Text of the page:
1 in 5 Nepal families lack food

Results of a new survey shows that although most Nepali families have more food than at the beginning of the lockdown, one in every five households still does not have enough food.

The survey among 5,000 respondents in all seven provinces in August by Nepal’s Ministry of Agriculture and the World Food Programme (WFP) found that nearly 7% of respondent families did not have enough stock of food to meet their needs.

‘The socio-economic effects of the pandemic, particularly loss of livelihoods and incomes, are reducing communities’ ability to withstand potential shocks such as natural disasters,” WFP reports. ‘Floods and landslides have further exacerbated food insecurity in parts of the country.’

Rautahat. Photo: WFP

The survey found that the Covid-19 crisis has continued to negatively impact livelihoods of households, with 11% of families reporting job loss, and one-third of them suffering a reduction income – more than in the April survey.

Loss of income was found to be more common for certain types of livelihoods like daily wage labourers, migrant workers and small business and trade. Job loss and income reduction caused by the Covid-19 crisis affected household food security: inadequate food consumption and food insufficiency were more common among households that reported job loss and income reduction, compared to households that did not experience job loss and income reduction.

Households with low education levels, with a disabled household member, and female-headed households, daily wage labourers and migrants workers were found to be more food insecure than five months ago.

“Efficient and effective food supply chains are essential to lowering the risks of food insecurity, malnutrition, food price fluctuations and can simultaneously create jobs,” said WFP Representative for Nepal Pippa Bradford. “By empowering producers and retailers in the food systems economy, we help build supply chains that are resilient to shocks, environmentally sustainable and that can ensure nutrition for all.”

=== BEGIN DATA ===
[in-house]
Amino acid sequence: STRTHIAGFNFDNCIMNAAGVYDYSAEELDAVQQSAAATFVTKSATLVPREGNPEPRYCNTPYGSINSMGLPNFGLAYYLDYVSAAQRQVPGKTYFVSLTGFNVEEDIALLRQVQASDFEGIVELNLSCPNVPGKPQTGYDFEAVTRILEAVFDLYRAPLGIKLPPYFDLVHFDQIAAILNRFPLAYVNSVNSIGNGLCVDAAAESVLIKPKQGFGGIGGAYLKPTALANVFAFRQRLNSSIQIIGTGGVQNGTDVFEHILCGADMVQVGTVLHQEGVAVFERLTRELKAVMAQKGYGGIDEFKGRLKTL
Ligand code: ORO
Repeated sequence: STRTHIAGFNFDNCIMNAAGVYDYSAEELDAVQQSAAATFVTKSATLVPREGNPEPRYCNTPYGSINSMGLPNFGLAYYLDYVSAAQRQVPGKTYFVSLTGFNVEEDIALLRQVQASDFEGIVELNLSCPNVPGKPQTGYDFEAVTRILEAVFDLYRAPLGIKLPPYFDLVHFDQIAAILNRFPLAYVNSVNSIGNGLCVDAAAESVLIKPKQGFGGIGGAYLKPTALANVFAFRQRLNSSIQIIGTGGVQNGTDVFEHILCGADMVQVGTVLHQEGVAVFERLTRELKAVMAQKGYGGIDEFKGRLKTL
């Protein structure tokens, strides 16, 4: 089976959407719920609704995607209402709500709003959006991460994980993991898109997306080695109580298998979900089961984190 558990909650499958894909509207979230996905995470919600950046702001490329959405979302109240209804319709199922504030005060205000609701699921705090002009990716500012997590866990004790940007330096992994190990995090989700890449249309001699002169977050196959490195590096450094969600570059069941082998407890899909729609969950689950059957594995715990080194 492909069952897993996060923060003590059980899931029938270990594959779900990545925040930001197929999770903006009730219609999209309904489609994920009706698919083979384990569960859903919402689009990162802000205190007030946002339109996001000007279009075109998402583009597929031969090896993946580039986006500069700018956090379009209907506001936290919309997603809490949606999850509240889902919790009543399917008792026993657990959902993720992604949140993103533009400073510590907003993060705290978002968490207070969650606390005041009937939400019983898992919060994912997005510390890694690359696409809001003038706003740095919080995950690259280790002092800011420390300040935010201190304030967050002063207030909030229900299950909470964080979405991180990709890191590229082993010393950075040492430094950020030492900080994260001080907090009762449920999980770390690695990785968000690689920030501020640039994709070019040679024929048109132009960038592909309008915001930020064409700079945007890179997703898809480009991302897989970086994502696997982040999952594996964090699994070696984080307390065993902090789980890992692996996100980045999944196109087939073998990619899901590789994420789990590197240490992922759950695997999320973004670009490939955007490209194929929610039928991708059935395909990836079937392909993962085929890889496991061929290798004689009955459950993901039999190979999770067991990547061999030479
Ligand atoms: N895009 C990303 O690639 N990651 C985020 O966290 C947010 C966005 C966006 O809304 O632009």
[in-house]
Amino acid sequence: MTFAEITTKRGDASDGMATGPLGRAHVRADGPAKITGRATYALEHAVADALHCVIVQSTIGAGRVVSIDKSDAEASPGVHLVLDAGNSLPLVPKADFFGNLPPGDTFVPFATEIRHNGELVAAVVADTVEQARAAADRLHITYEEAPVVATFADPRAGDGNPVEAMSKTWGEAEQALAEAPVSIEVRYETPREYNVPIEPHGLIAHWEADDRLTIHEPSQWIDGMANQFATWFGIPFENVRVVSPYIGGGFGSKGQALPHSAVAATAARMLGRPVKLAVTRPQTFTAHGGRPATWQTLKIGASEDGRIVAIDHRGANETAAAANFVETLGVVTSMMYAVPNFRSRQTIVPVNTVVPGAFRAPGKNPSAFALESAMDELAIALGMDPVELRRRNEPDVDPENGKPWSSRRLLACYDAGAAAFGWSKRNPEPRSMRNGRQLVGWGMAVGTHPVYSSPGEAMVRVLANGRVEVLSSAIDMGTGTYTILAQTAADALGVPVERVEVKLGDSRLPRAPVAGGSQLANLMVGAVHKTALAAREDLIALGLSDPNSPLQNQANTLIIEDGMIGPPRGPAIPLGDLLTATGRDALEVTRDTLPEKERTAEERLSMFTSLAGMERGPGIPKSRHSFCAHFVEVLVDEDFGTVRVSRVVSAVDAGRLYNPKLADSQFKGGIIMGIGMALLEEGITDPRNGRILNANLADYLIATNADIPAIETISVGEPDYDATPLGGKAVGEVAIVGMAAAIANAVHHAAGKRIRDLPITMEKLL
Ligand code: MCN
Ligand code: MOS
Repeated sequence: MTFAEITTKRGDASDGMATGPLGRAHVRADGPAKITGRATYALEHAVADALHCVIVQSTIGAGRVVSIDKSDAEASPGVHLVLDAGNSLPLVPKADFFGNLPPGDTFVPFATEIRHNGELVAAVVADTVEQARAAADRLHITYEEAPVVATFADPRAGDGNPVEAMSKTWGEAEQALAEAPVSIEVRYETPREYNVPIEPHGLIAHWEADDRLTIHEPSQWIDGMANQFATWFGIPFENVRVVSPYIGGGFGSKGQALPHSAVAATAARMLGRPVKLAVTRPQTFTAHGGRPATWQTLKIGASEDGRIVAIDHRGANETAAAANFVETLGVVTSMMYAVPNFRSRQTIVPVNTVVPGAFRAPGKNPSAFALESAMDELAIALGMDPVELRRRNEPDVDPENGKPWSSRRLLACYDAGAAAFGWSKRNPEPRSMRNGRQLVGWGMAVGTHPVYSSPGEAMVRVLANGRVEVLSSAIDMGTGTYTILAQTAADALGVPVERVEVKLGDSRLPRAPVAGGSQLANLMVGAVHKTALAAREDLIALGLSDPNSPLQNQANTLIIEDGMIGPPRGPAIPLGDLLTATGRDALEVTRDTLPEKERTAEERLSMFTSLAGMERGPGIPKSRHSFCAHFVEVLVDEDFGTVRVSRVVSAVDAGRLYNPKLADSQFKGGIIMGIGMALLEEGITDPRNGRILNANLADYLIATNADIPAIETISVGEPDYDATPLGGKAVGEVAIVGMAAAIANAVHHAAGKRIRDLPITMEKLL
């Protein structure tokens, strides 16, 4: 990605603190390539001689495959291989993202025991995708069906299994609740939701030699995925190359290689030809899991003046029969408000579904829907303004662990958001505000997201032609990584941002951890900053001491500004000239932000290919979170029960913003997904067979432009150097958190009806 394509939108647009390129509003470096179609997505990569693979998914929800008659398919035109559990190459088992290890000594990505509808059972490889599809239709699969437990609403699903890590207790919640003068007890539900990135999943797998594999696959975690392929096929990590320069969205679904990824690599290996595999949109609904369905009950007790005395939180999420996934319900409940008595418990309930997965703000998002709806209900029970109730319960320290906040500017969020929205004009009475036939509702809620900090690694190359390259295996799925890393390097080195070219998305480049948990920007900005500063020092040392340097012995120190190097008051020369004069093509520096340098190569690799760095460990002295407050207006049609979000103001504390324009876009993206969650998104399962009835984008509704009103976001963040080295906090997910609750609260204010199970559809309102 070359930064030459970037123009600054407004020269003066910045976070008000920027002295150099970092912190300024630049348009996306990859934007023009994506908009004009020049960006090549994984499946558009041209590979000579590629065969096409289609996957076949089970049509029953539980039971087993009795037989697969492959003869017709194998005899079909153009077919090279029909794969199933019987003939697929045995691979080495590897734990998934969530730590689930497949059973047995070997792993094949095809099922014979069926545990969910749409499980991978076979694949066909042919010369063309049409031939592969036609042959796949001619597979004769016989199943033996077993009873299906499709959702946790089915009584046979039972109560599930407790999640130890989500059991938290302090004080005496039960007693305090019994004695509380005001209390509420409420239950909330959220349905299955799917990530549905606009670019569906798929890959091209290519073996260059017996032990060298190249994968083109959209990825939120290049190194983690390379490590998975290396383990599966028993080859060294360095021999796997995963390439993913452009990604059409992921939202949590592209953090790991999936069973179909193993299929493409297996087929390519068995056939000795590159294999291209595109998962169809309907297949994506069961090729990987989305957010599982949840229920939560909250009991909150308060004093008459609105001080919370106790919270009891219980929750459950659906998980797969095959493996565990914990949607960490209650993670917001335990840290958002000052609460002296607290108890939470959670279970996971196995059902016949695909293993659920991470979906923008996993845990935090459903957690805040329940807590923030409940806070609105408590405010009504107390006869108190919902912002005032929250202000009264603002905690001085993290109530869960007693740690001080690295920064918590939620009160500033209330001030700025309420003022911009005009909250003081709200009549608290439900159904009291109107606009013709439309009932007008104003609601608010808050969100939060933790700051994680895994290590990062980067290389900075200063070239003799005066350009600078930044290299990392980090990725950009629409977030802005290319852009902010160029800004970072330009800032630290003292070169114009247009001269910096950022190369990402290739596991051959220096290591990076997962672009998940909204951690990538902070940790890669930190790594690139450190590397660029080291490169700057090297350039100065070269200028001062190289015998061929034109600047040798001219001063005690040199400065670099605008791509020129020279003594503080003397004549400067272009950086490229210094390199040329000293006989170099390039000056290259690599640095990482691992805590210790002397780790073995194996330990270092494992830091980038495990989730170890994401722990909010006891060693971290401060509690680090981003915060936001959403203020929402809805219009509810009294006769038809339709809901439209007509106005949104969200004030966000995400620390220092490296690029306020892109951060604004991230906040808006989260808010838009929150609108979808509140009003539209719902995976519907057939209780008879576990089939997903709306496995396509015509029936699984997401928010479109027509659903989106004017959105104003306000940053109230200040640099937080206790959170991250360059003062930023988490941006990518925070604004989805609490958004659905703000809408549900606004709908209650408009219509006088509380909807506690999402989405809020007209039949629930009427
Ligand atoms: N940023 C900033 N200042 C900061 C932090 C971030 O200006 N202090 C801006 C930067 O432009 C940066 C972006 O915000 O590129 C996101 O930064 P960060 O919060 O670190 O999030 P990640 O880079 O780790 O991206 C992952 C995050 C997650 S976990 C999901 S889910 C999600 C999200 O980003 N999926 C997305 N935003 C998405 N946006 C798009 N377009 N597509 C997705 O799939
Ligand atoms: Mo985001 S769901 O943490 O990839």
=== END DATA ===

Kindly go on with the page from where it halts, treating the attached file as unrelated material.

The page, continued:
The WFP was awarded the Nobel Peace Prize last week, and has joined two other Rome-based agencies, the Food and Agriculture Organisation (FAO) and the International Fund for Agricultural Development (IFAD) to renew their call for sustainable investment in food systems to achieve healthy diets for all.

The need for concerted action to improve agricultural production while enhancing global supply chains is captured in this year’s World Food Day theme: ‘Grow, Nourish, Sustain, Together’. The Without massive improvements in the food supply chain, Nepal is set to become increasingly vulnerable to financial volatility and climate shocks.

In countries like Nepal, food insecurity has deteriorated due to the Covid-19 crisis, reducing economic, physical and social access to nutritious and affordable food. In these tumultuous times, smallholder farmers in Nepal need support to sustainably grow, store, and transport produce to markets to improve their livelihoods.

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